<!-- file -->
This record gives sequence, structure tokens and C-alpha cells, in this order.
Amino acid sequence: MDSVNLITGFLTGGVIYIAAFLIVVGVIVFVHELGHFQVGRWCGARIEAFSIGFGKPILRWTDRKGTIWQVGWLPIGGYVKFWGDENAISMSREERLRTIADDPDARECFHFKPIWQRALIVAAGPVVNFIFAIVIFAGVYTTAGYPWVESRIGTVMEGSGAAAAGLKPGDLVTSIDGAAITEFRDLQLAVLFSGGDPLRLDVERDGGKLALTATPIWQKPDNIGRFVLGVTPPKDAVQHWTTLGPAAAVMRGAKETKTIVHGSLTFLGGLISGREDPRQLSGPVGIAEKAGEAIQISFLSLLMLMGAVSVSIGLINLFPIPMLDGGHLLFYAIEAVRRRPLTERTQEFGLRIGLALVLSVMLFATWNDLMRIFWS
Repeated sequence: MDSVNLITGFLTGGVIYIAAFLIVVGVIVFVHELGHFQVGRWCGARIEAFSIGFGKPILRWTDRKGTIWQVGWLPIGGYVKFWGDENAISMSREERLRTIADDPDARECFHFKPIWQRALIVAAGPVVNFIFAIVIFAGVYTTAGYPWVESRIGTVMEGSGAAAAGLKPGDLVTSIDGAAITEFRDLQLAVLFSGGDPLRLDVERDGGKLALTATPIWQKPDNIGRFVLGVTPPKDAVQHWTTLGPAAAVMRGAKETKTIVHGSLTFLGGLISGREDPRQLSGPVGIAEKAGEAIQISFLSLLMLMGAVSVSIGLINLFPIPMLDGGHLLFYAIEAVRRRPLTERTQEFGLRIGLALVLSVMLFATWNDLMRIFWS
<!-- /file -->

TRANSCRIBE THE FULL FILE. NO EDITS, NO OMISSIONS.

This record gives sequence, structure tokens and C-alpha cells, in this order.
Amino acid sequence: MDSVNLITGFLTGGVIYIAAFLIVVGVIVFVHELGHFQVGRWCGARIEAFSIGFGKPILRWTDRKGTIWQVGWLPIGGYVKFWGDENAISMSREERLRTIADDPDARECFHFKPIWQRALIVAAGPVVNFIFAIVIFAGVYTTAGYPWVESRIGTVMEGSGAAAAGLKPGDLVTSIDGAAITEFRDLQLAVLFSGGDPLRLDVERDGGKLALTATPIWQKPDNIGRFVLGVTPPKDAVQHWTTLGPAAAVMRGAKETKTIVHGSLTFLGGLISGREDPRQLSGPVGIAEKAGEAIQISFLSLLMLMGAVSVSIGLINLFPIPMLDGGHLLFYAIEAVRRRPLTERTQEFGLRIGLALVLSVMLFATWNDLMRIFWS
Repeated sequence: MDSVNLITGFLTGGVIYIAAFLIVVGVIVFVHELGHFQVGRWCGARIEAFSIGFGKPILRWTDRKGTIWQVGWLPIGGYVKFWGDENAISMSREERLRTIADDPDARECFHFKPIWQRALIVAAGPVVNFIFAIVIFAGVYTTAGYPWVESRIGTVMEGSGAAAAGLKPGDLVTSIDGAAITEFRDLQLAVLFSGGDPLRLDVERDGGKLALTATPIWQKPDNIGRFVLGVTPPKDAVQHWTTLGPAAAVMRGAKETKTIVHGSLTFLGGLISGREDPRQLSGPVGIAEKAGEAIQISFLSLLMLMGAVSVSIGLINLFPIPMLDGGHLLFYAIEAVRRRPLTERTQEFGLRIGLALVLSVMLFATWNDLMRIFWS